FTC halts mortgage operation for misrepresentation of loss mitigation

Posted on June 29, 2009. Filed under: Foreclosure Defense, Fraud, Legislation, Loan Modification, Mortgage Audit, Mortgage Fraud, Mortgage Law | Tags: , , , , , , , , , , , , , , |

At the request of the Federal Trade Commission, a federal court has halted a bogus mortgage foreclosure prevention operation that misrepresented both the “loss mitigation” services it offered and the earnings potential of the business opportunity it sold. The FTC seeks to end this deceptive scheme and make the defendants give up their ill-gotten gains.

According to the FTC’s complaint, the defendants sold “loss mitigation” services to homeowners at risk of foreclosure, falsely claiming they could prevent foreclosure in 97 percent of cases and misrepresenting that they would make a full refund if they failed. Before performing any loss mitigation services, the defendants required homeowners to pay the equivalent of one month’s mortgage payment. Their contracts instructed homeowners not to contact lenders or their contract and its money-back guarantee would be voided. In some cases the defendants’ consultants told homeowners to stop making their mortgage payments while the defendants were working on their cases.

The FTC alleged that, contrary to the defendants’ claims, they completed loan modification in only about 6 percent of cases and routinely failed to return consumers’ repeated telephone calls. In numerous instances, the defendants had not contacted the consumers’ lenders or had made only non-substantive contacts with them, resulting in late fees, penalties, and other costs for the homeowners. After failing to secure loan modifications, the defendants also failed to honor their refund policies.

The FTC’s complaint also alleges that the defendants sold a “loss mitigation consultant” business opportunity for up to $1,500, falsely claiming that purchasers (consultants) could earn various amounts, including up to $6,000 per week, by referring homeowners to them and by recruiting new consultants. In fact, throughout the defendants’ entire operation, no consultant has earned that much money.

via FTC halts mortgage operation for misrepresentation of loss mitigation | NationalMortgageProfessional.com.

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Mortgage Wars

Posted on June 26, 2009. Filed under: Foreclosure Defense, Fraud, Loan Modification, Mortgage Audit, Mortgage Fraud, Mortgage Law, Predatory Lending, right to rescind, Truth in Lending Act | Tags: , , , , , , , , , , , , , , , , , , , , , , |

Iris Martin

My new book, Mortgage Wars, will guide you, step by step, through a war plan of engagement that has been followed by many homeowners who have won their mortgage wars. You will meet them and their attorneys throughout the book. You will learn about how you were defrauded and why; why the government cannot help you; and why and how you can win your war. The law is squarely on your side. Even if you have received a sales date; even if your foreclosure has occurred and you are awaiting eviction, there is plenty you can do to stay in your home and keep it from the predators!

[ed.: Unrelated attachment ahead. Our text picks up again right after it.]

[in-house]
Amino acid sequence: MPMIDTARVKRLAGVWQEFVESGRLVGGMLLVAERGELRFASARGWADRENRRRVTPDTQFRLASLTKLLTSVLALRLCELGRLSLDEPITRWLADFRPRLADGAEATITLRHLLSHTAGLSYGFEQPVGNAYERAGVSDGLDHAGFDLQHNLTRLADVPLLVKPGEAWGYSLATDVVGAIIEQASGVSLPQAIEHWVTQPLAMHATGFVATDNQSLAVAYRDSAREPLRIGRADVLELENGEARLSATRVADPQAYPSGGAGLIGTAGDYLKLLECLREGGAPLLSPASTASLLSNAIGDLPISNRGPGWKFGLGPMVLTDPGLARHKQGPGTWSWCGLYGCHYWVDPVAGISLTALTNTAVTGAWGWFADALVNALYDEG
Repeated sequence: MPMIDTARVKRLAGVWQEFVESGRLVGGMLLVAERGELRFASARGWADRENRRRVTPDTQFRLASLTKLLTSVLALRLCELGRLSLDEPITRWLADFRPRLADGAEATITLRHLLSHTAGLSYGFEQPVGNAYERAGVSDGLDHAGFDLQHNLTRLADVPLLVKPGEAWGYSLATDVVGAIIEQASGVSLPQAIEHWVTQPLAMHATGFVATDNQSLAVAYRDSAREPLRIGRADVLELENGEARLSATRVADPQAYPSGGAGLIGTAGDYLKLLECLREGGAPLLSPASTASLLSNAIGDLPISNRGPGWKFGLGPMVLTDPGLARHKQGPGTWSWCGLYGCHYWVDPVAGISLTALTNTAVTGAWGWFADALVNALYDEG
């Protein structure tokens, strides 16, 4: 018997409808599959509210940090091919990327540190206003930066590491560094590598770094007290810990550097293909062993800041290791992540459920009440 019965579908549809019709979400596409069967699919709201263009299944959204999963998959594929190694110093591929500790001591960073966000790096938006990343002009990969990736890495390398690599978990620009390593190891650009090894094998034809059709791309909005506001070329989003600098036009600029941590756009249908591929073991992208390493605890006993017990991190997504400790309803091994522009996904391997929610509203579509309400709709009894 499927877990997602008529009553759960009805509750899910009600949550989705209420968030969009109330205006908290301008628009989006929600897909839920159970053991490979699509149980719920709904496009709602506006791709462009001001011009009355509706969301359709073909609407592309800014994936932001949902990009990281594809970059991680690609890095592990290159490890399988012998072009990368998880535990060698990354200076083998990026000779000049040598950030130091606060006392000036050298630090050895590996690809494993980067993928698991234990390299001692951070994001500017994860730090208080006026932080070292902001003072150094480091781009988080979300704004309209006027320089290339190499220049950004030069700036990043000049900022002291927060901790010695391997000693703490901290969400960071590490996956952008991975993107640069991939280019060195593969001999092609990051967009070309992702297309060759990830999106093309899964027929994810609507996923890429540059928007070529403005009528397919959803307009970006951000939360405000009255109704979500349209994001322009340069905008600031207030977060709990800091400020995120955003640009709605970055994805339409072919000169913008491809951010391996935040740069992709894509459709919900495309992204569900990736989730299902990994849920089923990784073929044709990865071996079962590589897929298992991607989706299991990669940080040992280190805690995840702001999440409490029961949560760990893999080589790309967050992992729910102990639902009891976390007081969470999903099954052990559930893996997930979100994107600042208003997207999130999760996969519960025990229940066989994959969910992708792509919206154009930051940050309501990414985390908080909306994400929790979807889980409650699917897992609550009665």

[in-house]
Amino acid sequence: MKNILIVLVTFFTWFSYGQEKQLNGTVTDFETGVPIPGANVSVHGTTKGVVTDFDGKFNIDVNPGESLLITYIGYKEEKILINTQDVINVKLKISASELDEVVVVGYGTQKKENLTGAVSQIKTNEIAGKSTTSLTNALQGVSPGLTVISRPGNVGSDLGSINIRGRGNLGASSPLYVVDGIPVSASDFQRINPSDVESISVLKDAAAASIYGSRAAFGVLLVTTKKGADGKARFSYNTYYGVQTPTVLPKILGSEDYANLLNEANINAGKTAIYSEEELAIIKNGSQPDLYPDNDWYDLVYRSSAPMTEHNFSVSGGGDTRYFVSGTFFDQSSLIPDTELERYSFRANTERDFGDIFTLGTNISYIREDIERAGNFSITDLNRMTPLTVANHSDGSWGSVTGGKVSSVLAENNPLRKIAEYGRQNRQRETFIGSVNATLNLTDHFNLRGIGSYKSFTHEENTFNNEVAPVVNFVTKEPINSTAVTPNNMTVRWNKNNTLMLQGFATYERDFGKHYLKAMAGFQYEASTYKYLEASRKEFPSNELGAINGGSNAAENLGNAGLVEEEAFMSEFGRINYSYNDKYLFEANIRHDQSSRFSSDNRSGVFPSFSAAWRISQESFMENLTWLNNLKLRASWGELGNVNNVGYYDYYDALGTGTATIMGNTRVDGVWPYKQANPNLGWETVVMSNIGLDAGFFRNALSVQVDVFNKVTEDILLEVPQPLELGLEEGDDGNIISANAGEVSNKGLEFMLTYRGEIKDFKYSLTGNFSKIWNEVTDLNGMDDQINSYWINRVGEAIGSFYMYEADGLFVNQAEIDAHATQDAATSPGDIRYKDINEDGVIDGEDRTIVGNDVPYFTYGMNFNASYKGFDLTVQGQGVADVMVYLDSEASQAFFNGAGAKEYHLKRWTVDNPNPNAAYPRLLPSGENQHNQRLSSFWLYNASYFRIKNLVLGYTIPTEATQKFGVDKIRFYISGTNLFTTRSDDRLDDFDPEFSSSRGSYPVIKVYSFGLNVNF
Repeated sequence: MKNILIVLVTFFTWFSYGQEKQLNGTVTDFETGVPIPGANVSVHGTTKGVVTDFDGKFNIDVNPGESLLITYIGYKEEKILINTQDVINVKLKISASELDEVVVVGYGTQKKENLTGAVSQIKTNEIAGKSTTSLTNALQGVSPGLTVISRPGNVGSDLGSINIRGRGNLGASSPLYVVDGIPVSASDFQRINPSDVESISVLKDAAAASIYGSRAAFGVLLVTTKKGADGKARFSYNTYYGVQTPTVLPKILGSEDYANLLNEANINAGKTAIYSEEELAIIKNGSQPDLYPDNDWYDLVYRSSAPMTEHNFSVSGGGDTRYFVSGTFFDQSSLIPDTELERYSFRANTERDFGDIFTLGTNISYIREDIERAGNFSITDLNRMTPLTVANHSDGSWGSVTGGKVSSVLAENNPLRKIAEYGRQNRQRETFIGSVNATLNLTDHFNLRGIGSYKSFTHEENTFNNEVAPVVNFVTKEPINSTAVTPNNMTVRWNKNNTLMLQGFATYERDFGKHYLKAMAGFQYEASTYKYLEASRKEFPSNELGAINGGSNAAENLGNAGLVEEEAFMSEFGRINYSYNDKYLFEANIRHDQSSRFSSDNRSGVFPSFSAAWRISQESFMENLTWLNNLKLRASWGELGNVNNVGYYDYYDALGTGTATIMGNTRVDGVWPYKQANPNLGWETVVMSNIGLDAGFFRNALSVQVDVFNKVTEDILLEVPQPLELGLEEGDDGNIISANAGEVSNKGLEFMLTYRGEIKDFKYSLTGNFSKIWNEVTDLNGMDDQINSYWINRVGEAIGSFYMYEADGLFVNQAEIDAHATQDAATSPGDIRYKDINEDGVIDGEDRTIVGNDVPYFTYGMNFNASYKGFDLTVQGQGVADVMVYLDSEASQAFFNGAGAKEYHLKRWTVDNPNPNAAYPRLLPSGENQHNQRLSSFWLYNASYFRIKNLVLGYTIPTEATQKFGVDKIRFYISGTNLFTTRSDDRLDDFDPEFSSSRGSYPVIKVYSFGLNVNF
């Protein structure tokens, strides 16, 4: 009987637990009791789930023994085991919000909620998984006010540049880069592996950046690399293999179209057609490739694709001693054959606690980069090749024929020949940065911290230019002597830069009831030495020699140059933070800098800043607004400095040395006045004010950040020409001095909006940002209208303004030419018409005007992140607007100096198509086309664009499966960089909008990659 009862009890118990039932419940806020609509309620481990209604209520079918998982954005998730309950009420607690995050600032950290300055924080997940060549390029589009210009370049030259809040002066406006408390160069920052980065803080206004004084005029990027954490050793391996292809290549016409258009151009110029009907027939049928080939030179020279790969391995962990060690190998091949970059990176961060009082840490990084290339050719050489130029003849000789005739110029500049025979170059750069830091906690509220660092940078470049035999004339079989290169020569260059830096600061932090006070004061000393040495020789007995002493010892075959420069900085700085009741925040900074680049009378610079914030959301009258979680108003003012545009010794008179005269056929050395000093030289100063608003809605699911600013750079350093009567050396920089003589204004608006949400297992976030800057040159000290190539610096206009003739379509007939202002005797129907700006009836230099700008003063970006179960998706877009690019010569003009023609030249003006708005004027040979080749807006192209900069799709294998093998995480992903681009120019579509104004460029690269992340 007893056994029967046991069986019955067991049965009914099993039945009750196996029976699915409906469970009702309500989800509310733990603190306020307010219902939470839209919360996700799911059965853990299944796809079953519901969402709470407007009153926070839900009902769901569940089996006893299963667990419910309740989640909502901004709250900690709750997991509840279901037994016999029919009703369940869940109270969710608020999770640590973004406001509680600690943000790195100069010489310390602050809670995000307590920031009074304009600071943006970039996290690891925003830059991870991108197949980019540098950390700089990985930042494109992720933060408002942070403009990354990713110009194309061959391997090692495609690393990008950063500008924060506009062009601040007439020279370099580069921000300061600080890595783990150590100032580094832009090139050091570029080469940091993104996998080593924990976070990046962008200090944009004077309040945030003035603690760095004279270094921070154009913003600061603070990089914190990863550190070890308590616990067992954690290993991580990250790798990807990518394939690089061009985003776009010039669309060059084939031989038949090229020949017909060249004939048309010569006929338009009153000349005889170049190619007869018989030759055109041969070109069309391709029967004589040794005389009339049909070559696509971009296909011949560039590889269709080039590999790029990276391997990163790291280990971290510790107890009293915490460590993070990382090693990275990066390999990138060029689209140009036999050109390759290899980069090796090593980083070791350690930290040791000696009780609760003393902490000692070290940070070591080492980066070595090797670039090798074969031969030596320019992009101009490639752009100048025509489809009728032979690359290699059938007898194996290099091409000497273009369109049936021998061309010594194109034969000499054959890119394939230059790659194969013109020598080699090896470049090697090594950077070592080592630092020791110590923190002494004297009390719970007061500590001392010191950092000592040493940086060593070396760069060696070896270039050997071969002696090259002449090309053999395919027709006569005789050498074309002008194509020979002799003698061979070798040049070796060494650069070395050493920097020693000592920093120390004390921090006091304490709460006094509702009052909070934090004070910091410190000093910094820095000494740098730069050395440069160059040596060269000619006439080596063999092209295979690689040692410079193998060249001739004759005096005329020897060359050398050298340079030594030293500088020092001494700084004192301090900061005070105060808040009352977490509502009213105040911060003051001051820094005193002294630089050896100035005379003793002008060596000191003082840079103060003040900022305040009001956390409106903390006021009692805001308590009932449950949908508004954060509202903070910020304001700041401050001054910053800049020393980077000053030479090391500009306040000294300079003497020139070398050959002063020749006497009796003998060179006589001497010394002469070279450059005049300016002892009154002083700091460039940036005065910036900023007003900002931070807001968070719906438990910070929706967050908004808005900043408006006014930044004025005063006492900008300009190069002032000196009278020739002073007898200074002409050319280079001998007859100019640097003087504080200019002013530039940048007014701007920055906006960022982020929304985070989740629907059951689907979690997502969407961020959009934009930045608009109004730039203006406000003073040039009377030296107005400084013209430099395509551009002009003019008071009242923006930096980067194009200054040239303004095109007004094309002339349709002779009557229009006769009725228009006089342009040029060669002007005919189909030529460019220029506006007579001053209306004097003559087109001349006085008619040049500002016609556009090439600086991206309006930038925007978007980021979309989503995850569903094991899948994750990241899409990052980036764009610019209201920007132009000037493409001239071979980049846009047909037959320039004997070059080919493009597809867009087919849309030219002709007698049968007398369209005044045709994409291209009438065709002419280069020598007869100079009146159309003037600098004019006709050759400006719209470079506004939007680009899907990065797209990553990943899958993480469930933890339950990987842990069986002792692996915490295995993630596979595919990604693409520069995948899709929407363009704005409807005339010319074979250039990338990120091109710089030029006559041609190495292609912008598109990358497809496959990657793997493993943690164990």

Now, if you do nothing, you will lose your home. You do not have the option of doing nothing. You must study your loan and your lender, or have a mortgage auditor do so for you. You can get referrals to qualified auditors at www.yourmortgagewar.com. Once your loan is audited, you will learn what fraudulent acts were committed by your broker and lender. Fraud is the intentional inducement into a contract without all the material facts. There are laws against fraud and the penalties are severe. You will have a clear picture of how you were defrauded and how your lender established a pattern of conduct in which it abandoned it’s fiduciary right to advise you. You may have been defrauded at any stage of the process: during the solicitation, origination, processing, closing and servicing of your loan. Fraud must be argued with specificity in the courtroom, and the audit is your weapon.

You will also learn if your loan was securitized, i.e. sold on the secondary market. If it was, your lender has no legal right to foreclose, as it is not a current holder of your note. This is extremely good news, and the legal approach involves filing a “quiet title action” as well as a claim for fraud and other violations. This will get your lender off your title and get you your house free and clear, if your lender cannot produce the current holders of your note. Most likely, it cannot do so at the level that will satisfy a judge in a court of law. And judges are not lenient in this matter. They are livid at the way homeowners have been defrauded. They understand completely, that this is not some chair you bought at a garage sale, this is your home! The roof over your head! The shelter that provides you with safety and security and protects your family!

More….

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Homeowners should be suing lenders!

Posted on June 26, 2009. Filed under: Foreclosure Defense, Fraud, Loan Modification, Mortgage Audit, Mortgage Law, Predatory Lending, right to rescind, Truth in Lending Act | Tags: , , , , , , , , , , , , , , , , , |

Homeowners, welcome to Paradise Lost, the fate of millions of financially strapped boomers. A simultaneous loss of life savings, job income and foreclosure has many of them wondering, “Whose America is this, anyway? The bankers got bonuses to defraud us, and our industries and economy are in the pits. We worked for decades to live the American dream, and now we are out of work, saddled with debt and thrown out on the streets! What retirement? When I’m too old to enjoy it? More like I’m living a nightmare.”

You might be quite inclined to agree. However, there is light at the end of the tunnel, even for those that have already been foreclosed and evicted from their precious homes.